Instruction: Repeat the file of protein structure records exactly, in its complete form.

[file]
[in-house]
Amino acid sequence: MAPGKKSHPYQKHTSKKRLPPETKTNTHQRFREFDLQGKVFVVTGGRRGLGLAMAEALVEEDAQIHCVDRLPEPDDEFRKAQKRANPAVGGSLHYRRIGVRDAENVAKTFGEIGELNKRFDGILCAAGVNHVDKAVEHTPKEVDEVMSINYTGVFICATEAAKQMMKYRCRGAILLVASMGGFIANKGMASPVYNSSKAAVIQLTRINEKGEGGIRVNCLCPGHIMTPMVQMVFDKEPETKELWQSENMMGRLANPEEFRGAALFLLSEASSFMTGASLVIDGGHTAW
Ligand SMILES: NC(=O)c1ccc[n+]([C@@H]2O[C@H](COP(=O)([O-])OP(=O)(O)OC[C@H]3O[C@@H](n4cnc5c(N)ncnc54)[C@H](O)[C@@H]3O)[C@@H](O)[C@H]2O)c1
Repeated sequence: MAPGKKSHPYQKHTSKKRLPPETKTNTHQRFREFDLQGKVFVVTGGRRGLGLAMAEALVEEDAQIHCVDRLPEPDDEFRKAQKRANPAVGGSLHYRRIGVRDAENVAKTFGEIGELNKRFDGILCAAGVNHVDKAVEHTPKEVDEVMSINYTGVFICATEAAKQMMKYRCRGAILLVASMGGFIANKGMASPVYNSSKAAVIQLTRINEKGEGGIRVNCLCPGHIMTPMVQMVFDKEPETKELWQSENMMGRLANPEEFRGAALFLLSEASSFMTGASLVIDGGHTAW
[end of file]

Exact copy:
[in-house]
Amino acid sequence: MAPGKKSHPYQKHTSKKRLPPETKTNTHQRFREFDLQGKVFVVTGGRRGLGLAMAEALVEEDAQIHCVDRLPEPDDEFRKAQKRANPAVGGSLHYRRIGVRDAENVAKTFGEIGELNKRFDGILCAAGVNHVDKAVEHTPKEVDEVMSINYTGVFICATEAAKQMMKYRCRGAILLVASMGGFIANKGMASPVYNSSKAAVIQLTRINEKGEGGIRVNCLCPGHIMTPMVQMVFDKEPETKELWQSENMMGRLANPEEFRGAALFLLSEASSFMTGASLVIDGGHTAW
Ligand SMILES: NC(=O)c1ccc[n+]([C@@H]2O[C@H](COP(=O)([O-])OP(=O)(O)OC[C@H]3O[C@@H](n4cnc5c(N)ncnc54)[C@H](O)[C@@H]3O)[C@@H](O)[C@H]2O)c1
Repeated sequence: MAPGKKSHPYQKHTSKKRLPPETKTNTHQRFREFDLQGKVFVVTGGRRGLGLAMAEALVEEDAQIHCVDRLPEPDDEFRKAQKRANPAVGGSLHYRRIGVRDAENVAKTFGEIGELNKRFDGILCAAGVNHVDKAVEHTPKEVDEVMSINYTGVFICATEAAKQMMKYRCRGAILLVASMGGFIANKGMASPVYNSSKAAVIQLTRINEKGEGGIRVNCLCPGHIMTPMVQMVFDKEPETKELWQSENMMGRLANPEEFRGAALFLLSEASSFMTGASLVIDGGHTAW